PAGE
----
Last week, the Raspberry Pi Foundation released its newest tiny computer, the $35 Raspberry Pi 4, with a promise that it could be a fully functional desktop. While that claim is sort of true, you’ll need a few things to make it work as one.
When you buy a Raspberry Pi 4, all you’re getting is the board itself. Most computers come in a case and it’s a good idea to get one for your Pi. While there are a lot of existing cases for previous models, the port arrangement on the Pi 4 has changed so some of the older totally sealed cases might not fit. The Foundation sells its own official case, but a more flexible option is an acrylic case like this one. It leaves all the sides open, while protecting the top and bottom, meaning the case can work on any model of Pi. Plus it looks sweet.
Unlike previous Pi models, the Pi 4 uses a USB-C port for power. If you use an Android phone, you might’ve noticed a similar change in recent years. Fortunately, 5V USB-C power supplies are pretty easy to come by. The Foundation sells an official power supply, but it’s all one piece that plugs directly into the wall. If you’d rather have the more flexible cable-and-block style that most phones come with, Anker offers a cheap 15W wall charger block that you can buy separately.
Without a display to plug into, your Raspberry Pi 4 is a very nice, very light brick. The Pi 4 has two micro HDMI ports, so you can connect to any HDMI-capable monitor or TV you have, but if you don’t already have one, you might want something cheap. You’re going for a $35 computer after all, you probably want to save some money. An inexpensive monitor like this affordable Dell S Series monitor can do the trick. The Pi 4 technically supports up to 4K displays, so if you feel like spending over $500 on a monitor for a $35 computer, you certainly can, but we’re not sure we’d recommend it.
You probably have a few full-size HDMI cables in your house for everything from your computer to your TV. The Pi 4, however, uses micro HDMI ports, which are a little bit harder to come by. To plug into a monitor with them, you have a couple options. You can buy a micro-HDMI-to-HDMI cable like this one from AmazonBasics to plug in directly.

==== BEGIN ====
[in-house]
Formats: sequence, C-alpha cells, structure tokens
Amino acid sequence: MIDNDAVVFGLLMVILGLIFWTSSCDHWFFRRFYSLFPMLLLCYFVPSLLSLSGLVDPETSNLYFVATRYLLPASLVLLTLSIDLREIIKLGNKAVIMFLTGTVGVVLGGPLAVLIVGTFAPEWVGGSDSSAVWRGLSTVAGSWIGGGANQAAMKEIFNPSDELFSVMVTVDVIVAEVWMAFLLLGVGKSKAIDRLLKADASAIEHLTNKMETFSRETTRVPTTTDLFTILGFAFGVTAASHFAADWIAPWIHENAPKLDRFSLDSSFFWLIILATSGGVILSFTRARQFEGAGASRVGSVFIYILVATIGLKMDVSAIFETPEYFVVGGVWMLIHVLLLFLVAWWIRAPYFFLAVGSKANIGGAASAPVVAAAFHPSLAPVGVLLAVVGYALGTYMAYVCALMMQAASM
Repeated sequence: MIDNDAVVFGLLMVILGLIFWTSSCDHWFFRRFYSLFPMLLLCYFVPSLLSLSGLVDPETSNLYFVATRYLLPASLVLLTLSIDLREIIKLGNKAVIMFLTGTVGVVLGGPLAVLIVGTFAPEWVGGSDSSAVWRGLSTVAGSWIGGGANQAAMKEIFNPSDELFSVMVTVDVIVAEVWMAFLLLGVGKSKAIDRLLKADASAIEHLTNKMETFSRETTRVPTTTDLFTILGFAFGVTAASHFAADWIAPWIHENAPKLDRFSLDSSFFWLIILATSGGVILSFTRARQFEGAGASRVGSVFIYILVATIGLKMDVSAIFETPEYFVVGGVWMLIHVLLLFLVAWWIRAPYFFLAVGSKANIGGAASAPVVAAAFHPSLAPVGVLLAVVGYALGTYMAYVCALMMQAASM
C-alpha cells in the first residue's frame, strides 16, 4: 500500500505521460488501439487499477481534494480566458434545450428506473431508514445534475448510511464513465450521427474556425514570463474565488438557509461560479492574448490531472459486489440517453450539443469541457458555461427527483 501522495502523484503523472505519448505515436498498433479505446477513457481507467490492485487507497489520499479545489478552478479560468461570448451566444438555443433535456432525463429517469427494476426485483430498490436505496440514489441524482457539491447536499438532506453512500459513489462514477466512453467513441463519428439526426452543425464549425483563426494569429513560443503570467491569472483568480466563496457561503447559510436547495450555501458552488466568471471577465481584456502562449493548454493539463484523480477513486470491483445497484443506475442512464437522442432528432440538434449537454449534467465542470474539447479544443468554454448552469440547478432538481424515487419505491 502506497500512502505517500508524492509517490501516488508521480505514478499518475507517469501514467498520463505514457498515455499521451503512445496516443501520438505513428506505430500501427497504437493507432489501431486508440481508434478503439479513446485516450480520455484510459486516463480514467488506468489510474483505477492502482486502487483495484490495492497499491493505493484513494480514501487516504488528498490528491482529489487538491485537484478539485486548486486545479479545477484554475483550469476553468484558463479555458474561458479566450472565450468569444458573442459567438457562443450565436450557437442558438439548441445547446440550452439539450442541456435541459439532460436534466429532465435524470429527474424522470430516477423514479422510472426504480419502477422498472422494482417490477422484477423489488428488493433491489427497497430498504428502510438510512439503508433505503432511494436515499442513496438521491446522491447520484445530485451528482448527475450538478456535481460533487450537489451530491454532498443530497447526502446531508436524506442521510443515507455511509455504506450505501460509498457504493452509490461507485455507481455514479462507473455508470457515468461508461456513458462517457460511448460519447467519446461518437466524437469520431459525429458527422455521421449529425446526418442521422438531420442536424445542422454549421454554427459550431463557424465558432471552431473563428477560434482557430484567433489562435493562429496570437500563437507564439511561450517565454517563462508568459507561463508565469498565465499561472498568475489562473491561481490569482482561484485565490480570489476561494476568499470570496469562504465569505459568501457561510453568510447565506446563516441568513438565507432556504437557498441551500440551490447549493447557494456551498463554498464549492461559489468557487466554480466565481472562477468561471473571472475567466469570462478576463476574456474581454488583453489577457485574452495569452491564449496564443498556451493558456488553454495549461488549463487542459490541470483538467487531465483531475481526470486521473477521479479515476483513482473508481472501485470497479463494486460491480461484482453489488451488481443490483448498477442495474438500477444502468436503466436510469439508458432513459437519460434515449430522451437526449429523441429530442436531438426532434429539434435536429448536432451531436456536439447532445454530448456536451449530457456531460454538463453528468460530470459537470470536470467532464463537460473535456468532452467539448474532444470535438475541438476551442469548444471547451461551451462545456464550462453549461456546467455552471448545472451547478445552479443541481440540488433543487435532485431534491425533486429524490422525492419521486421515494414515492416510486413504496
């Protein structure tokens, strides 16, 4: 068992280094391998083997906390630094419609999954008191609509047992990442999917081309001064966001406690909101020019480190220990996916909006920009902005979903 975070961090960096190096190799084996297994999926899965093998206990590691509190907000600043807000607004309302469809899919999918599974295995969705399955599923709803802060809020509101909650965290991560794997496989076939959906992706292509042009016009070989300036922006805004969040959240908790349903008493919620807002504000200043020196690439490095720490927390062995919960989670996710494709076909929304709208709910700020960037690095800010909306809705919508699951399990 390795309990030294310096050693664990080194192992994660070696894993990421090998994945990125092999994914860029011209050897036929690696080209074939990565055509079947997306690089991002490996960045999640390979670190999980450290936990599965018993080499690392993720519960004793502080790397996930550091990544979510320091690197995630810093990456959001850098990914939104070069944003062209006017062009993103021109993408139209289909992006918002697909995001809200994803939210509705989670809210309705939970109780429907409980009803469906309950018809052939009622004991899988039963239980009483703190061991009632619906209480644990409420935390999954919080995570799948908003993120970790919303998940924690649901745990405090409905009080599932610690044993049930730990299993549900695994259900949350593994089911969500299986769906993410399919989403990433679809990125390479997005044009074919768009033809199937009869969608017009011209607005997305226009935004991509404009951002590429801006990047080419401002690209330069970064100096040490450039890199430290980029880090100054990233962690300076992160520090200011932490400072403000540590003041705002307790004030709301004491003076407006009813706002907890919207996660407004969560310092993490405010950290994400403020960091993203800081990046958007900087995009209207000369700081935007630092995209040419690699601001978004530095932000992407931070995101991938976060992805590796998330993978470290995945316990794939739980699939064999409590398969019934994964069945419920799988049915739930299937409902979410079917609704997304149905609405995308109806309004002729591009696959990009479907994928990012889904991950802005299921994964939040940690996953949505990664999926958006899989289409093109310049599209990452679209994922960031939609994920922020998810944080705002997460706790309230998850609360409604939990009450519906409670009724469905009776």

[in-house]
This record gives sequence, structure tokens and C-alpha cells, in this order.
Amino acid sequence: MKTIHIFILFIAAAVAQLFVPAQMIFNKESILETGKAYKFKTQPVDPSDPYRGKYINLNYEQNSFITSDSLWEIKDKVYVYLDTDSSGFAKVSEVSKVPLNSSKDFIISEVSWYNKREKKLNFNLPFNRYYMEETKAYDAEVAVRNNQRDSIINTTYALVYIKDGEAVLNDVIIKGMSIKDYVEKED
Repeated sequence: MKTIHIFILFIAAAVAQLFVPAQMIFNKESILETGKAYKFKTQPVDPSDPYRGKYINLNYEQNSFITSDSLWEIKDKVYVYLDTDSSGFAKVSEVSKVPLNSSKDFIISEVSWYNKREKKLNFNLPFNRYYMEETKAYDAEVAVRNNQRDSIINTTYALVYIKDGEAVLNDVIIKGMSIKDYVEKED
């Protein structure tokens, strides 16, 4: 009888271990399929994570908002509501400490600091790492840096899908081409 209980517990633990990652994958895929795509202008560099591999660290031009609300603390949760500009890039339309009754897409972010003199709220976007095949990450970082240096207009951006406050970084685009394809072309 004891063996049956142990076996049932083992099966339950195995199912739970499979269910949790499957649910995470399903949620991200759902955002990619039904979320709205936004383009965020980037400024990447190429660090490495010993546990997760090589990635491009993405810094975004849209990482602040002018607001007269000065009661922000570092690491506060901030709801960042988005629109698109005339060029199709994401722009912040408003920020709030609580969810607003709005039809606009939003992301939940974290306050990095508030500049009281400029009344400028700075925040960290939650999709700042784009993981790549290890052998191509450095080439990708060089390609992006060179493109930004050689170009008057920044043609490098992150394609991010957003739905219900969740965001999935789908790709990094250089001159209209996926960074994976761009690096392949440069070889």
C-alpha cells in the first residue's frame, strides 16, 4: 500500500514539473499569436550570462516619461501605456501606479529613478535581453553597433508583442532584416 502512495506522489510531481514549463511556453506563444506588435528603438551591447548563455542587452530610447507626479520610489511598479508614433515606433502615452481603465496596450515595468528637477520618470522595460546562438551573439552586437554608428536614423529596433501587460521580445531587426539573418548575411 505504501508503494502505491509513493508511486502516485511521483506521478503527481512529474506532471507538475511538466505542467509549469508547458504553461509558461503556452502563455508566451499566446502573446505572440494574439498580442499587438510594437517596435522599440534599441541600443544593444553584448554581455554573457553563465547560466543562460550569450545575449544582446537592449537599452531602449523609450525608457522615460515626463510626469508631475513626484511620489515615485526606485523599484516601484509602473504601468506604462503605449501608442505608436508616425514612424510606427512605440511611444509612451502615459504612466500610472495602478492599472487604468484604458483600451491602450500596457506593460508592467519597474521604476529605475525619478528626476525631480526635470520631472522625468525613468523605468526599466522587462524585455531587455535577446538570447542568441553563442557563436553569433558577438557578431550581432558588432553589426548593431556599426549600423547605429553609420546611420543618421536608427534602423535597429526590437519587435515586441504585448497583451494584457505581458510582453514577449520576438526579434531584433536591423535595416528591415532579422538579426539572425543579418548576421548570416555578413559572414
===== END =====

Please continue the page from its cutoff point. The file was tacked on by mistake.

If you already own an excess of HDMI cables, you can get adapters like these to plug one end into your Pi 4. The latter is a bit more expensive, as you still need to buy an HDMI cable, but if you already own a bunch or don’t want a cable that you can only use for one device, then it might be a more flexible option.
Most mice and keyboards these days use a USB cable, so as long as you have a spare sitting around, you should be just fine to hook up to your Pi 4. If you don’t, AmazonBasics sells an inexpensive USB mouse and keyboard combo that will get the job done.
The Pi 4 uses an a microSD card as its primary storage, as opposed to a more traditional hard drive in most desktops. You can get by with a small card—the Foundation’s official desktop kit comes with a 16GB card—but for less than the cost of the Pi 4 itself, you can get up to 200GB of storage. You might not ever need nearly that much on this little computer, but you could always repurpose the card for your phone or camera.
We’ll briefly point out that the Foundation sells its own desktop kit, which comes with a Pi 4, a case, a keyboard and mouse, two micro-HDMI cables, a power supply, and a 16GB SD card. Everything you’d need except the monitor. If you own absolutely nothing on this list, then the the desktop kit might be worthwhile, however many of us already own some or all of the gear you’d need to turn a Pi 4 into a proper desktop, so you might be able to do it for cheaper by buying just what you need.